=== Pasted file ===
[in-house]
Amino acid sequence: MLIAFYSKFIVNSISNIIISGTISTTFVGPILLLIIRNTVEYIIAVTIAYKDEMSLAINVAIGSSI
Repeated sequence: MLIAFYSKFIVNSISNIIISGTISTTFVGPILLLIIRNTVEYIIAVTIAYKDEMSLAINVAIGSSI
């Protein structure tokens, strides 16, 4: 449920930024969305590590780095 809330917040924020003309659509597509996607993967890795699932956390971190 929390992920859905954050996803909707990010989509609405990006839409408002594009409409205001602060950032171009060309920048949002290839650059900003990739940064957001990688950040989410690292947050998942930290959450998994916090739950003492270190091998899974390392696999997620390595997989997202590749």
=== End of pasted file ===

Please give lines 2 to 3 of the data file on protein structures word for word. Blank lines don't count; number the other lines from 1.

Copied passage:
Amino acid sequence: MLIAFYSKFIVNSISNIIISGTISTTFVGPILLLIIRNTVEYIIAVTIAYKDEMSLAINVAIGSSI
Repeated sequence: MLIAFYSKFIVNSISNIIISGTISTTFVGPILLLIIRNTVEYIIAVTIAYKDEMSLAINVAIGSSI